Polytechnic University of Valencia Congress, CARPE Conference 2019: Horizon Europe and beyond

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European Integrated Care Horizon 2020: increase societal participation; reduce care demands and costs
Roelof Ettema, Goran Gumze, Katja Heikkinen, Kirsty Marshall

Last modified: 04-11-2019


Care recipients in care and welfare are increasingly presenting themselves with complex needs (Huber et al., 2016). An answer to this is the integrated organization of care and welfare in a way that personalized care is the measure (Topol, 2016). The reality, however, is that care and welfare are still mainly offered in a standardized, specialized and fragmented way. This imbalance between the need for care and the supply of care not only leads to under-treatment and over-treatment and thus to less (experienced) quality, but also entails the risk of mis-treatment, which means that patient safety is at stake (Berwick, 2005). It also leads to a reduction in the functioning of citizens and unnecessary healthcare cost (Olsson et al, 2009).Integrated Care
Integrated care is the by fellow human beings experienced smooth process of effective help, care and service provided by various disciplines in the zero line, the first line, the second line and the third line in healthcare and welfare, as close as possible (Ettema et al, 2018; Goodwin et al, 2015). Integrated care starts with an extensive assessment with the care recipient. Then the required care and services in the zero line, the first line, the second line and / or the third line are coordinated between different care providers. The care is then delivered to the person (fellow human) at home or as close as possible (Bruce and Parry, 2015; Evers and Paulus, 2015; Lewis, 2015; Spicer, 2015; Cringles, 2002).Aim
Support societal participation, quality of live and reduce care demand and costs in people with complex care demands, through integration of healthcare and welfare servicesMethods (overview)
1. Create best healthcare and welfare practices in Slovenia,  Poland, Austria, Norway, UK, Finland, The Netherlands: three integrated best care practices per involved country
2. Get insight in working mechanisms of favourable outcomes (by studying the contexts, mechanisms and outcomes) to enable personalised integrated care for meeting the complex care demand of people focussed on societal participation in all integrated care best practices.3. Disclose program design features and requirements regarding finance, governance, accountability and management for European policymakers, national policy makers, regional policymakers, national umbrella organisations for healthcare and welfare, funding organisations, and managers of healthcare and welfare organisations.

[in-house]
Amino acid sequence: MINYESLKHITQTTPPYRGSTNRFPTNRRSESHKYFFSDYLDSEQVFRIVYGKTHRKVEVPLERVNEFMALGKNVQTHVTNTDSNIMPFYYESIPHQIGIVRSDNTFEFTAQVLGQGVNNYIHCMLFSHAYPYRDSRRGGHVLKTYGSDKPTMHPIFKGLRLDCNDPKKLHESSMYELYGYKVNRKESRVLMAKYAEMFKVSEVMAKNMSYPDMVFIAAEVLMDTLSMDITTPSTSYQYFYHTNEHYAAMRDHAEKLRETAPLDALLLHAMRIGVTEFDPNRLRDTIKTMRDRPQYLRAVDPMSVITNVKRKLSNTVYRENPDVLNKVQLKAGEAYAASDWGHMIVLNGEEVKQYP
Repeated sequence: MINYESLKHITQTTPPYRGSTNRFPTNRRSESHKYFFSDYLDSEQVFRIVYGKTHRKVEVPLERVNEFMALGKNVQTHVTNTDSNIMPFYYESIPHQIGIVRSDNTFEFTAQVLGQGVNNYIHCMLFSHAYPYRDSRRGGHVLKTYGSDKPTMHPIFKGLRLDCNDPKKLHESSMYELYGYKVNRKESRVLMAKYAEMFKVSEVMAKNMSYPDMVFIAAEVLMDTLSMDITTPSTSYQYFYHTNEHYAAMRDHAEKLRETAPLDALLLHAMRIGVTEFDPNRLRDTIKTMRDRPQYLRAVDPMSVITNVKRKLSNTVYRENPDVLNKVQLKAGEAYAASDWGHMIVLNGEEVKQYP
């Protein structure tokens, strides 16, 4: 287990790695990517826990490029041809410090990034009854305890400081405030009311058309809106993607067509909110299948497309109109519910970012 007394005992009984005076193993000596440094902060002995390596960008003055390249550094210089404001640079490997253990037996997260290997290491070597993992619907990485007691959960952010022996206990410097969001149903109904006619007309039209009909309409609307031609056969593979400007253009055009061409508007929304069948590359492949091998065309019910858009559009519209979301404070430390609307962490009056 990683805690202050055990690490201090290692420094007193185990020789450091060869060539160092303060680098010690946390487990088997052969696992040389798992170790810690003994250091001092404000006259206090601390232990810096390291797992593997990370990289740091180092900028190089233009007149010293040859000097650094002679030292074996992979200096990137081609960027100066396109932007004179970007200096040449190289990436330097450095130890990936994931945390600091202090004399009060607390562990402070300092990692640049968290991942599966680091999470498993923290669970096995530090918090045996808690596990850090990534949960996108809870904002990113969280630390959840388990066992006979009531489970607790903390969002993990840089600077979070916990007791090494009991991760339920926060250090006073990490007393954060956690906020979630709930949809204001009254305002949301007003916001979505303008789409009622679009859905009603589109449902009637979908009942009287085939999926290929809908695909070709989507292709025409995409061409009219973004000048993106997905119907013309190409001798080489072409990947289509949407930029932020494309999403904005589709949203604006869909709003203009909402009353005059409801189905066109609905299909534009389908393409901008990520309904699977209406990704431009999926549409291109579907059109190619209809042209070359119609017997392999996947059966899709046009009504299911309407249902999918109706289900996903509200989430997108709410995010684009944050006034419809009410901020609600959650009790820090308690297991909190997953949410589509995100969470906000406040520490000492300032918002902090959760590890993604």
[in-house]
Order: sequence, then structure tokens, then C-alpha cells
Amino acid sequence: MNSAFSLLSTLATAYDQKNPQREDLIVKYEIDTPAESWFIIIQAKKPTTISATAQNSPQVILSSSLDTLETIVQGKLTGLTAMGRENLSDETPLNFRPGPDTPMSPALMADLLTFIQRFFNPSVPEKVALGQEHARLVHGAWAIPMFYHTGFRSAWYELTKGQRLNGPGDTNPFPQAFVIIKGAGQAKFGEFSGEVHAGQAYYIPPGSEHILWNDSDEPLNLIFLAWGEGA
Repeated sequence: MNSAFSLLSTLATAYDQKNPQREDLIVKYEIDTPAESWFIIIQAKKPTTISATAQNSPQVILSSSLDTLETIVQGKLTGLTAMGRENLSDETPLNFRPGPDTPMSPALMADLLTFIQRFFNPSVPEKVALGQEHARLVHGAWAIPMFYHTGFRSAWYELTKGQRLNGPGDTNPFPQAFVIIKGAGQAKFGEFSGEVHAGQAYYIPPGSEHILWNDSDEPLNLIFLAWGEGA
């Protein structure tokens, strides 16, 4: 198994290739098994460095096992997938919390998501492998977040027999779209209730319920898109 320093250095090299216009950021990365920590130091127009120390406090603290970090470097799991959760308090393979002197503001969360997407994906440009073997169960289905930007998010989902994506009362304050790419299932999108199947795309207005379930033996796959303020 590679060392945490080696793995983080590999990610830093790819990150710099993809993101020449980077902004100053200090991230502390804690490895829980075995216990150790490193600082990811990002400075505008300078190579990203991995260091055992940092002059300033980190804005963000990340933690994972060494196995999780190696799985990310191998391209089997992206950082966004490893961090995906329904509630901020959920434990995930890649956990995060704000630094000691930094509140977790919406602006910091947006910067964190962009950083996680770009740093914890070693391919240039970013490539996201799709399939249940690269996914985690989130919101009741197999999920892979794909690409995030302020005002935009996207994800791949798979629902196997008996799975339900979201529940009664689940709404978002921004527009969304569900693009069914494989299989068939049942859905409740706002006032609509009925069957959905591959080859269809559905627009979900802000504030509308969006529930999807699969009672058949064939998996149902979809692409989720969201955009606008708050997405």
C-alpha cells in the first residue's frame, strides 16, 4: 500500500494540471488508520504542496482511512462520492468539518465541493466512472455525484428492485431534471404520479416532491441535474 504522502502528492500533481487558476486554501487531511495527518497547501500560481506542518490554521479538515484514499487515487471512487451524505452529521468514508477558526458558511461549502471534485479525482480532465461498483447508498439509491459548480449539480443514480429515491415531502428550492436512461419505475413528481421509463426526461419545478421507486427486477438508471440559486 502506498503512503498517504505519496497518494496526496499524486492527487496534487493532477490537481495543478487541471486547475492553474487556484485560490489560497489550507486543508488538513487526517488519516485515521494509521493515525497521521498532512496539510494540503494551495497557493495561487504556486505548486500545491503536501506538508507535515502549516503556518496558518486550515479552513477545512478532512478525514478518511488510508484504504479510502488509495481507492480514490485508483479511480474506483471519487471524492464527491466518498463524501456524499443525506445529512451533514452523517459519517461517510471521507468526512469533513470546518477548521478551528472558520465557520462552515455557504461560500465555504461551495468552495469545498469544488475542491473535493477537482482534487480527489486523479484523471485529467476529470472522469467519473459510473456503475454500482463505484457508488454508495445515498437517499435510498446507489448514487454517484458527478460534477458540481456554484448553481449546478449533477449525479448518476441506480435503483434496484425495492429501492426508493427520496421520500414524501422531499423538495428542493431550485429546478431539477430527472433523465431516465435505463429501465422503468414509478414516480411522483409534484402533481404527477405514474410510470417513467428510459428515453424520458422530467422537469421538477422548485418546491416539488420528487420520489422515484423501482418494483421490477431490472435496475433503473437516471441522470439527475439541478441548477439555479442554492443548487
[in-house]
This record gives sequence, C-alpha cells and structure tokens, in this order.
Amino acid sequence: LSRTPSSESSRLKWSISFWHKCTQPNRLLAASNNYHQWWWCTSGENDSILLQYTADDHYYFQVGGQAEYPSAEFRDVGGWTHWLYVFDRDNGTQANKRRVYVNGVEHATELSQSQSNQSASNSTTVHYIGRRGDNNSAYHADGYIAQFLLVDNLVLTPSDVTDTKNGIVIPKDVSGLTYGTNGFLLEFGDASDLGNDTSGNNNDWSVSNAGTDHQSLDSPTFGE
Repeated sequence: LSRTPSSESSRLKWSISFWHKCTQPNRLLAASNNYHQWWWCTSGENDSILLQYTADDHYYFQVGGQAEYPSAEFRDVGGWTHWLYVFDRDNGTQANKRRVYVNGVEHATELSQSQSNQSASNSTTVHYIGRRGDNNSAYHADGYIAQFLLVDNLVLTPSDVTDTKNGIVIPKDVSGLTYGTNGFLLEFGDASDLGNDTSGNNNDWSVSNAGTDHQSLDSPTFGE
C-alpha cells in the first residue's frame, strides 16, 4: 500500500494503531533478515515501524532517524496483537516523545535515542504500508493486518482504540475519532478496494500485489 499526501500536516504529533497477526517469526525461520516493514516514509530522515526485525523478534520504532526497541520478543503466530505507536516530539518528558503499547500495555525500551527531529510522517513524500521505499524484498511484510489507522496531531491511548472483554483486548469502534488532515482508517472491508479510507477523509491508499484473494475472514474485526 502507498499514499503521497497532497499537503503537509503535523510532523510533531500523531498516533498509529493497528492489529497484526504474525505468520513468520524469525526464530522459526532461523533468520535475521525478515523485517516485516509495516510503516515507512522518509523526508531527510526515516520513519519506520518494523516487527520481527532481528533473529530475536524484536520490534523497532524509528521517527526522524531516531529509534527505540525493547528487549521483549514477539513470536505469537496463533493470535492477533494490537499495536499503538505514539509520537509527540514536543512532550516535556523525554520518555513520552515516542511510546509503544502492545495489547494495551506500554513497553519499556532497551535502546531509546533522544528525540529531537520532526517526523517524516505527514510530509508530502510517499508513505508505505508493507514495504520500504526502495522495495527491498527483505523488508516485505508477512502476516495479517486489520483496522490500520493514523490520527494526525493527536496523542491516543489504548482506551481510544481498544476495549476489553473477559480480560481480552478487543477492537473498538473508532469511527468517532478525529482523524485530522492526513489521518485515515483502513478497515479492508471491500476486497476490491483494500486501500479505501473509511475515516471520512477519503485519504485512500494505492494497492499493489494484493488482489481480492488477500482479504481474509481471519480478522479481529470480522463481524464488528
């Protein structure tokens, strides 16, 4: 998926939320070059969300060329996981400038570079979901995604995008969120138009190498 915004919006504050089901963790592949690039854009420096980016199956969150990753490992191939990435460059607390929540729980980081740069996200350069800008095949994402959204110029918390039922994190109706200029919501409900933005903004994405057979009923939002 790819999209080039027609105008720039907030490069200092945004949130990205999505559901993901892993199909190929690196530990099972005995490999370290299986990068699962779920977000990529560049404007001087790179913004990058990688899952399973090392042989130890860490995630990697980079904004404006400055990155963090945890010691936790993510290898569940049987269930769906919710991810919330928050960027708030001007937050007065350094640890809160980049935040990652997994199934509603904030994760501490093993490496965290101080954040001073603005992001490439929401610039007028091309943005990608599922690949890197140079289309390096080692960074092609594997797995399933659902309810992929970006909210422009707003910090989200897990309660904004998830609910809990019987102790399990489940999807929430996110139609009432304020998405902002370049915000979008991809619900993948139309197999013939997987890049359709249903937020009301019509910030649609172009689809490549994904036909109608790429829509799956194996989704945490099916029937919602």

4. Identify needs of healthcare and welfare deliverers for creating and supporting dynamic partnerships for integrating these care services for meeting complex care demands in a personalised way for the client.
5. Studying desired behaviours of healthcare and welfare professionals, managers of healthcare and welfare organisations, members of involved funding organisations and national umbrella organisations for healthcare and welfare, regional policymakers, national policy makers and European policymakersInvolved parties
Alma Mater Europaea Maribor Slovenia, Jagiellonian University Krakow Poland, University Graz Austria, Kristiania University Oslo Norway, Salford University Manchester UK, University of Applied Sciences Turku Finland, University of Applied Sciences Utrecht The Netherlands (secretary), Rotterdam Stroke Service The Netherlands, Vilans National Centre of Expertise for Long-term Care The Netherlands, NIVEL Netherlands Institute for Health Services Research, International Foundation of Integrated Care IFIC.References
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3. Cringles MC. Developing an integrated care pathway to manage cancer pain across primary, secondary and tertiary care. International Journal of Palliative Nursing. 2002 May 8;247279.
4. Ettema RGA, Eastwood JG, Schrijvers G. Towards Evidence Based Integrated Care. International journal of integrated care 2018;18(s2):293. DOI: 10.5334/ijic.s2293
5. Evers SM, Paulus AT. Health economics and integrated care: a growing and challenging relationship. Int J Integr Care. 2015 Jun 17;15:e024.
6. Goodwin N, Dixon A, Anderson G, Wodchis W. Providing integrated care for older people with complex needs: lessons from seven international case studies. King’s Fund London; 2014.
7. Huber M, van Vliet M, Giezenberg M, Winkens B, Heerkens Y, Dagnelie PC, Knottnerus JA. Towards a 'patient-centred' operationalisation of the new dynamic concept of health: a mixed methods study. BMJ Open. 2016 Jan 12;6(1):e010091. doi: 10.1136/bmjopen-2015-010091
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11. Topol E. (2016) The Patient Will See You Now. The Future of Medicine Is in Your Hands. New York: Basic Books.


Integrated Care; societal participation; quality of live; reduce care demands and costs; complex care demands

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